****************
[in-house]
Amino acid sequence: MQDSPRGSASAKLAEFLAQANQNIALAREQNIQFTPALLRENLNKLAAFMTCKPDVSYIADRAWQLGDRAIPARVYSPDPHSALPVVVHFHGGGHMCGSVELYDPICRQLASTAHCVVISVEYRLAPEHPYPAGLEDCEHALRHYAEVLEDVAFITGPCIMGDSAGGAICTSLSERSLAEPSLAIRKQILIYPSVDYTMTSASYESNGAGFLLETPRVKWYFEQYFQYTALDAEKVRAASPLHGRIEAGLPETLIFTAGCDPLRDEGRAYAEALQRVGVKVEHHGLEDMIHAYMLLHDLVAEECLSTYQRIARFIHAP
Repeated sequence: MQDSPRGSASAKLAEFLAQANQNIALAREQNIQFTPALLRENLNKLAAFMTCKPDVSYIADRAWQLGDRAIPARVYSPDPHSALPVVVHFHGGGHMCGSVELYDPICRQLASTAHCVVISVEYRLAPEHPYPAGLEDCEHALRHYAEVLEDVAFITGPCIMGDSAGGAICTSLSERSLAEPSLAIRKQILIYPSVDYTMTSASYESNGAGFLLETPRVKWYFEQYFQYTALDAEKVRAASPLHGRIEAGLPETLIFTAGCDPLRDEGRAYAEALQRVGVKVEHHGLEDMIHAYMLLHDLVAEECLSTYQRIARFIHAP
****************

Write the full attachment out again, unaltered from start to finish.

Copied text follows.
[in-house]
Amino acid sequence: MQDSPRGSASAKLAEFLAQANQNIALAREQNIQFTPALLRENLNKLAAFMTCKPDVSYIADRAWQLGDRAIPARVYSPDPHSALPVVVHFHGGGHMCGSVELYDPICRQLASTAHCVVISVEYRLAPEHPYPAGLEDCEHALRHYAEVLEDVAFITGPCIMGDSAGGAICTSLSERSLAEPSLAIRKQILIYPSVDYTMTSASYESNGAGFLLETPRVKWYFEQYFQYTALDAEKVRAASPLHGRIEAGLPETLIFTAGCDPLRDEGRAYAEALQRVGVKVEHHGLEDMIHAYMLLHDLVAEECLSTYQRIARFIHAP
Repeated sequence: MQDSPRGSASAKLAEFLAQANQNIALAREQNIQFTPALLRENLNKLAAFMTCKPDVSYIADRAWQLGDRAIPARVYSPDPHSALPVVVHFHGGGHMCGSVELYDPICRQLASTAHCVVISVEYRLAPEHPYPAGLEDCEHALRHYAEVLEDVAFITGPCIMGDSAGGAICTSLSERSLAEPSLAIRKQILIYPSVDYTMTSASYESNGAGFLLETPRVKWYFEQYFQYTALDAEKVRAASPLHGRIEAGLPETLIFTAGCDPLRDEGRAYAEALQRVGVKVEHHGLEDMIHAYMLLHDLVAEECLSTYQRIARFIHAP